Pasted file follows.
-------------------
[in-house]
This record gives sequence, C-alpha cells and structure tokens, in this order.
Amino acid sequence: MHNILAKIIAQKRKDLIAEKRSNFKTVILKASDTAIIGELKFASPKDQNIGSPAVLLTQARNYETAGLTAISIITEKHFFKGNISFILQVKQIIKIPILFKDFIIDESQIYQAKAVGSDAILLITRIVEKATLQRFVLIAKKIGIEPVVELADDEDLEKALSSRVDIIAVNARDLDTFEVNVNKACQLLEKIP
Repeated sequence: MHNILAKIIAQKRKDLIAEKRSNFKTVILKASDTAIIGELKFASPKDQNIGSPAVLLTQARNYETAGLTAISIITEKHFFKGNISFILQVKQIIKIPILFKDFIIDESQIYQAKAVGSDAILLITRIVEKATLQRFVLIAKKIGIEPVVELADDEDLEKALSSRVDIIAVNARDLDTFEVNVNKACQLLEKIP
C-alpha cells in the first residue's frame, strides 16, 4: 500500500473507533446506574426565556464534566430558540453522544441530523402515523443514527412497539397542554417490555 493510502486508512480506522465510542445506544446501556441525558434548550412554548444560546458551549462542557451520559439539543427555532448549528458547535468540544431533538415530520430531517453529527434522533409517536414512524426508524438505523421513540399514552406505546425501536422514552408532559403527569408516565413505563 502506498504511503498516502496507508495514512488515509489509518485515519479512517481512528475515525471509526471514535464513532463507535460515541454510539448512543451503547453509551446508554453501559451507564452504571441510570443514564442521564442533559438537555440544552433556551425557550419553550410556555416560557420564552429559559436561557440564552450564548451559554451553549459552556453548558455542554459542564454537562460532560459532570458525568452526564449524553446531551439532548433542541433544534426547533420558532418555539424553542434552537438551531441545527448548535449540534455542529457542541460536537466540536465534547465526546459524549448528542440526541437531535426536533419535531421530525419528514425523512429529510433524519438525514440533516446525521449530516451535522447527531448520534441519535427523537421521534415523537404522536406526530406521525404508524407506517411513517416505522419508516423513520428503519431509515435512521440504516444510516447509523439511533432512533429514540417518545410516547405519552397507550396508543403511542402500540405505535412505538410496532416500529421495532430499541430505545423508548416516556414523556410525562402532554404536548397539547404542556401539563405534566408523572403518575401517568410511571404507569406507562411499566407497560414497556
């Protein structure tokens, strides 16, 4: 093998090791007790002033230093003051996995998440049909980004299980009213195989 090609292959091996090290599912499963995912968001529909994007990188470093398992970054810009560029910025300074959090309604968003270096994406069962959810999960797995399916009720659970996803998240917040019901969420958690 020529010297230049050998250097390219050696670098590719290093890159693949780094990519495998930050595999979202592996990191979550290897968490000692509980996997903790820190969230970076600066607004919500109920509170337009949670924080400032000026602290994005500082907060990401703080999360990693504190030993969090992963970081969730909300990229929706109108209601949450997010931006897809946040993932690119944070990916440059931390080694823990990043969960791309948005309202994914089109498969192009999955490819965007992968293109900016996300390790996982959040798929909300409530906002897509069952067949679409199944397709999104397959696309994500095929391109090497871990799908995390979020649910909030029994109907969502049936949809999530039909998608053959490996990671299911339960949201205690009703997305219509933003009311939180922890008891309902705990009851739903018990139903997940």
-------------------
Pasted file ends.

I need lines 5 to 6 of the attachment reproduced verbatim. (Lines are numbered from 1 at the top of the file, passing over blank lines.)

C-alpha cells in the first residue's frame, strides 16, 4: 500500500473507533446506574426565556464534566430558540453522544441530523402515523443514527412497539397542554417490555 493510502486508512480506522465510542445506544446501556441525558434548550412554548444560546458551549462542557451520559439539543427555532448549528458547535468540544431533538415530520430531517453529527434522533409517536414512524426508524438505523421513540399514552406505546425501536422514552408532559403527569408516565413505563 502506498504511503498516502496507508495514512488515509489509518485515519479512517481512528475515525471509526471514535464513532463507535460515541454510539448512543451503547453509551446508554453501559451507564452504571441510570443514564442521564442533559438537555440544552433556551425557550419553550410556555416560557420564552429559559436561557440564552450564548451559554451553549459552556453548558455542554459542564454537562460532560459532570458525568452526564449524553446531551439532548433542541433544534426547533420558532418555539424553542434552537438551531441545527448548535449540534455542529457542541460536537466540536465534547465526546459524549448528542440526541437531535426536533419535531421530525419528514425523512429529510433524519438525514440533516446525521449530516451535522447527531448520534441519535427523537421521534415523537404522536406526530406521525404508524407506517411513517416505522419508516423513520428503519431509515435512521440504516444510516447509523439511533432512533429514540417518545410516547405519552397507550396508543403511542402500540405505535412505538410496532416500529421495532430499541430505545423508548416516556414523556410525562402532554404536548397539547404542556401539563405534566408523572403518575401517568410511571404507569406507562411499566407497560414497556
């Protein structure tokens, strides 16, 4: 093998090791007790002033230093003051996995998440049909980004299980009213195989 090609292959091996090290599912499963995912968001529909994007990188470093398992970054810009560029910025300074959090309604968003270096994406069962959810999960797995399916009720659970996803998240917040019901969420958690 020529010297230049050998250097390219050696670098590719290093890159693949780094990519495998930050595999979202592996990191979550290897968490000692509980996997903790820190969230970076600066607004919500109920509170337009949670924080400032000026602290994005500082907060990401703080999360990693504190030993969090992963970081969730909300990229929706109108209601949450997010931006897809946040993932690119944070990916440059931390080694823990990043969960791309948005309202994914089109498969192009999955490819965007992968293109900016996300390790996982959040798929909300409530906002897509069952067949679409199944397709999104397959696309994500095929391109090497871990799908995390979020649910909030029994109907969502049936949809999530039909998608053959490996990671299911339960949201205690009703997305219509933003009311939180922890008891309902705990009851739903018990139903997940």